Maquina Lectora

Notes of a curious mind

Tag: feminism

Sister Citizen: Shame, Stereotypes, and Black Women in America, by Melissa Harris-Perry

What means to be a black woman and an American citizen?  This is the question that Melissa Harris-Perry tries to answer in Sister Citizen: Shame, Stereotypes, and Black Women in America.

Sister Citizen is a multi-layered book about the complexities in the lives of African American women.  About what it feels like to be a citizen in America when you are a black woman, in a body that it has been racialized and gendered in a way that
produces shame, fear and distress.

There are some broad ideas in the book, particularly the notion of politics recognition and visibility of the black woman in the American society and politics. ‘Recognition’, says Harris-Perry, ‘is a useful framework because it emphasises the interconnection between individuals and groups. Individuals from disempowered social groups desire recognition for their group but also want recognition of their distinctiveness from the group.’

Taking recognition seriously means understanding the correct relations between the state and its citizens. Citizenship is membership in a community and a nation. Citizenship is bound with recognition. Harris-Perry argues, that black women in America are frequently not recognised for what they really are. Their bodies, their minds, are invisible to many whites who do not see them as individuals with distinctive talents, accomplishments, and burdens. The myth of strong black woman has formed a crooked image and contributed to the misrecognition of black women by denying them their humanity.

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Headscarves and hymens

They hate us because we are at once their temptation and their salvation from that patriarchy, which they must sooner or later realize hurts them, too. They hate us because they know that once we rid ourselves of the alliance of State and Street that works in tandem to control us, we will demand a reckoning.

Imagine you are a woman born in the United Arab Emirates. Your father or brother or husband can beat you and remain fully compliant with the law so long as he leaves no marks. If you are unlucky enough to be born to Egypt there is a 90% chance to have your genitals cut and almost certainly (99.3% ) you will experience sexual harassment at some point in your life.

bookIn Saudi Arabia, you are not allowed to drive and you need the permission of a male legal guardian to travel, marry, work or access education. You have to wear the abaya in public.   Yet,  even though you cover your entire body in black,  86.5%* of the Saudi men think that  “women’s exaggeration in wearing make-up (to clarify  – that means mascara and eyeliner)  is the main cause of the rise in molestation cases in public places.”  Not that is better in Moroco, where 16 years old girls are forced to marry their rapists, so that the rapist to escape conviction.

The Egyptian-American journalist Mona Eltahawy is perhaps the most provocative voice in misogyny in the Middle East. Headscarves and hymens is a brassy, provocative and emotional book – a mix of memoir and indictment against the misogyny society who oppress Arab women.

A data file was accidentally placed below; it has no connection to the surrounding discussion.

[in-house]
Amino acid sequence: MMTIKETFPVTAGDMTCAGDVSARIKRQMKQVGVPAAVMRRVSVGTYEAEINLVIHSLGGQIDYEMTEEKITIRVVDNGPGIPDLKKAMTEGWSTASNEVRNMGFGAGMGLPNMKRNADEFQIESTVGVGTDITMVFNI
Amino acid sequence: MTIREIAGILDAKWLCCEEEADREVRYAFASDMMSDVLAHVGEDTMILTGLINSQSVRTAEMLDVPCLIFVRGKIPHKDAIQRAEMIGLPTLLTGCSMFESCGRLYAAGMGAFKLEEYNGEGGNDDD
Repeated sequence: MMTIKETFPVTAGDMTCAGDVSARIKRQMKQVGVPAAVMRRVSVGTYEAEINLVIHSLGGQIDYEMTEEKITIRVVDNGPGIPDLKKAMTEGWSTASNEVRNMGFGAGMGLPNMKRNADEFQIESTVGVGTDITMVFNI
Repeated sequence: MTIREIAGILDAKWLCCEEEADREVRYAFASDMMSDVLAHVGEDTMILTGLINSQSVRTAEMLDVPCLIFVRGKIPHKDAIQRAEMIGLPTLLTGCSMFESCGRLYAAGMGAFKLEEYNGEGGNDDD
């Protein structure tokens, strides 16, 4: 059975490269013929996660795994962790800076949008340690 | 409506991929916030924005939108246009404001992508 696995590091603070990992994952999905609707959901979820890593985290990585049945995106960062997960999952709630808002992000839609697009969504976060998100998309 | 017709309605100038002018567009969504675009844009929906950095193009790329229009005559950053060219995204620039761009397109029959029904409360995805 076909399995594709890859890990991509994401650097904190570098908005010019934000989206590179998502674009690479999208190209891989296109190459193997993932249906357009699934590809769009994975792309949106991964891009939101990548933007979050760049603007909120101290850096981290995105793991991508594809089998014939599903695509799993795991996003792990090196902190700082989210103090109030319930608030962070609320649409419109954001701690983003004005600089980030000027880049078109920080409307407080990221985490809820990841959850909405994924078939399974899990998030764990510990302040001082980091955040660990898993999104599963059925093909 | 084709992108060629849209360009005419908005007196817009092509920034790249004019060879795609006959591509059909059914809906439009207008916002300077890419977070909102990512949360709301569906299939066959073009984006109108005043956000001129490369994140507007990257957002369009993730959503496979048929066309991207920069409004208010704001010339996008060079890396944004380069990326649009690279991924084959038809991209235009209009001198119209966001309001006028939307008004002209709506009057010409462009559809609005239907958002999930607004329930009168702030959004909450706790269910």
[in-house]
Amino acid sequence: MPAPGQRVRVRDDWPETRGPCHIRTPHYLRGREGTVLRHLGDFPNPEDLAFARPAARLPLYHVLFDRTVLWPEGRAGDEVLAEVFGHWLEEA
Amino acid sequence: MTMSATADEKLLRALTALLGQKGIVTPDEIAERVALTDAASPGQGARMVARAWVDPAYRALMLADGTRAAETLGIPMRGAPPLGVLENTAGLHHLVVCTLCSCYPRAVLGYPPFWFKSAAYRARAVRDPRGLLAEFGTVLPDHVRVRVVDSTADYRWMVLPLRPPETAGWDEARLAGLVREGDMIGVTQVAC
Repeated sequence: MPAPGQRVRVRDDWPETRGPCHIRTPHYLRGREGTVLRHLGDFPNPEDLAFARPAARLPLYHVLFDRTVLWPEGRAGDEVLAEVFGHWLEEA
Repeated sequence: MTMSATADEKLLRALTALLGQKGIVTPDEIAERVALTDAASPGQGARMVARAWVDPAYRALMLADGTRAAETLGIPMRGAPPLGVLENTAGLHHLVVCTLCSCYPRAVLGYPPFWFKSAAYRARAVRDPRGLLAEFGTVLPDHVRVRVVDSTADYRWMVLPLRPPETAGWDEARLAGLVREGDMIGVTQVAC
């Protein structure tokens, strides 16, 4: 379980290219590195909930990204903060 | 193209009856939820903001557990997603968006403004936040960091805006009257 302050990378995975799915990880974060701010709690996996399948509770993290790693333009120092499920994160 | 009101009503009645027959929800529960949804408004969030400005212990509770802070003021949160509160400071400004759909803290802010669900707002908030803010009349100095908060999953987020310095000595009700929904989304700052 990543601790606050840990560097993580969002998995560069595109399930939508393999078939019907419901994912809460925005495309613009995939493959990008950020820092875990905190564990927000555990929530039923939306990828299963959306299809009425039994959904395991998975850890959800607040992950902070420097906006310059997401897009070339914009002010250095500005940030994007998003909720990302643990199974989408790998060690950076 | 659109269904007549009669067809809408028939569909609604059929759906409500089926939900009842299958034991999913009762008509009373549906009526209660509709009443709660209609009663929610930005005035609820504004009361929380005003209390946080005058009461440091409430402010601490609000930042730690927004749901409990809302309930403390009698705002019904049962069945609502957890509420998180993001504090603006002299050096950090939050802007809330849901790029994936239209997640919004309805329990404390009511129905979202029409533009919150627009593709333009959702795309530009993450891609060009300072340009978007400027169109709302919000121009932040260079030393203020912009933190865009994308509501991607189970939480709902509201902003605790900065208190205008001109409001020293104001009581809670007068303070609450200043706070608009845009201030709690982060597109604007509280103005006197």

The Arab women, Eltahawy says,

…live in a culture that is fundamentally hostile to us [women], enforced by men’s contempt. They don’t hate us because of our freedoms, as the tired post 9/11 America cliché had it. We have no freedoms because they hate us.]

They hate us, she writes, because they need us, they fear us, they understand how much control it takes to keep us in line, to keep us good girls with our hymens intact until it’s time for them to fuck us into mothers who raise future generations of misogynists to forever fuel their patriarchy.

They hate us because we are at once their temptation and their salvation from that patriarchy, which they must sooner or later realize hurts them, too. They hate us because they know that once we rid ourselves of the alliance of State and Street that works in tandem to control us, we will demand a reckoning.

To back up her argument, Eltahawy presents horrific statistics and stories about women that survived genital cutting (FGM), child brides who bleed to death when they are raped by their husbands on their wedding nights, young women in Egypt who sexually assaulted in Tahrir Square and forced to have ‘virginity tests’.  Egypt, she writes,  “is an important case study in how state and street work in tandem to push women out of public space”. It demonstrates how regimes, regardless of ideology, have proven unwilling to address what Human Rights Watch has described as “an epidemic of sexual violence.”

In his study on the relationship between “Oil, Islam, and Women,” Michael L. Ross argues that gender inequality in Arab states is influenced by oil rather than Islam. Since there is little economic diversification in the oil produced countries, there is little chance for women to join the non-agricultural workforce. Oil production has resulted in Arab states’ patriarchy. It is a compeling argument, but he underestimates the power of Islam on gender roles and the fact that the influence of Islam on Arab culture predates the discovery of oil by several millennia.

On the other hand, Eltahawy’s generalisation and isolation of the Arab women from a fight that is global is not perhaps the best way to approach gender equality. Not all Arab societies are the same and misogyny do not exist just in the Middle East.  They are many women across the globe who feel like ‘second-class citizens’.  But this is her fight and it is just great that her article and book has reignited a discussion that needs to be at the forefront of the public debate in many societies.

*2014 poll from the King Abdul Aziz Centre for National Dialogue

Tέσσερις γυναίκες μιλούν στο Lifo για τη θέση της γυναίκας στη σημερινή Ελλάδα